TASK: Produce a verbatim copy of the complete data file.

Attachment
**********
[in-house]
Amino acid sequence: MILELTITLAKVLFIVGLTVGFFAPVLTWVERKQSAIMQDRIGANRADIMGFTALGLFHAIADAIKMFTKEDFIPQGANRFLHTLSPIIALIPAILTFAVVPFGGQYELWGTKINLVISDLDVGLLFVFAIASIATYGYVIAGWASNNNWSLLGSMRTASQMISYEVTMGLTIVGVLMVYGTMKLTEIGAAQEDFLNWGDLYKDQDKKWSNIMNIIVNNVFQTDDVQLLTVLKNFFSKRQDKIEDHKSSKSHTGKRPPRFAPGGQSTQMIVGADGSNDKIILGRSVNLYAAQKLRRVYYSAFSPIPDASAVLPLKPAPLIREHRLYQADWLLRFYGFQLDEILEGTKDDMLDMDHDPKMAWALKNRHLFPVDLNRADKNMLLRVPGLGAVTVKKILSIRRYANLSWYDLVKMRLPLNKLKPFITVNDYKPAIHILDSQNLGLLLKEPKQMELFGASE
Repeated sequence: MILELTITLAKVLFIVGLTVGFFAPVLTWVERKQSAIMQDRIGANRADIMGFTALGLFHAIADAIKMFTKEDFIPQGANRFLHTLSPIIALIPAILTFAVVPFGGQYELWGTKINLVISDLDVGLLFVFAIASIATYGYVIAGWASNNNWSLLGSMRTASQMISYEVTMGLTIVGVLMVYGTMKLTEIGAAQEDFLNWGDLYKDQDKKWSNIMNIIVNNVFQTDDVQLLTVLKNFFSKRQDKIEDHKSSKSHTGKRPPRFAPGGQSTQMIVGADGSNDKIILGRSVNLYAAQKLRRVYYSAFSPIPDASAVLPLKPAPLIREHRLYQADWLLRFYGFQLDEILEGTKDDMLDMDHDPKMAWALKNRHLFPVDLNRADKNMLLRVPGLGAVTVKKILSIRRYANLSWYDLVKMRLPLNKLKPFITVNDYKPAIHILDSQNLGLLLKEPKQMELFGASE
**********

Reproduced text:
[in-house]
Amino acid sequence: MILELTITLAKVLFIVGLTVGFFAPVLTWVERKQSAIMQDRIGANRADIMGFTALGLFHAIADAIKMFTKEDFIPQGANRFLHTLSPIIALIPAILTFAVVPFGGQYELWGTKINLVISDLDVGLLFVFAIASIATYGYVIAGWASNNNWSLLGSMRTASQMISYEVTMGLTIVGVLMVYGTMKLTEIGAAQEDFLNWGDLYKDQDKKWSNIMNIIVNNVFQTDDVQLLTVLKNFFSKRQDKIEDHKSSKSHTGKRPPRFAPGGQSTQMIVGADGSNDKIILGRSVNLYAAQKLRRVYYSAFSPIPDASAVLPLKPAPLIREHRLYQADWLLRFYGFQLDEILEGTKDDMLDMDHDPKMAWALKNRHLFPVDLNRADKNMLLRVPGLGAVTVKKILSIRRYANLSWYDLVKMRLPLNKLKPFITVNDYKPAIHILDSQNLGLLLKEPKQMELFGASE
Repeated sequence: MILELTITLAKVLFIVGLTVGFFAPVLTWVERKQSAIMQDRIGANRADIMGFTALGLFHAIADAIKMFTKEDFIPQGANRFLHTLSPIIALIPAILTFAVVPFGGQYELWGTKINLVISDLDVGLLFVFAIASIATYGYVIAGWASNNNWSLLGSMRTASQMISYEVTMGLTIVGVLMVYGTMKLTEIGAAQEDFLNWGDLYKDQDKKWSNIMNIIVNNVFQTDDVQLLTVLKNFFSKRQDKIEDHKSSKSHTGKRPPRFAPGGQSTQMIVGADGSNDKIILGRSVNLYAAQKLRRVYYSAFSPIPDASAVLPLKPAPLIREHRLYQADWLLRFYGFQLDEILEGTKDDMLDMDHDPKMAWALKNRHLFPVDLNRADKNMLLRVPGLGAVTVKKILSIRRYANLSWYDLVKMRLPLNKLKPFITVNDYKPAIHILDSQNLGLLLKEPKQMELFGASE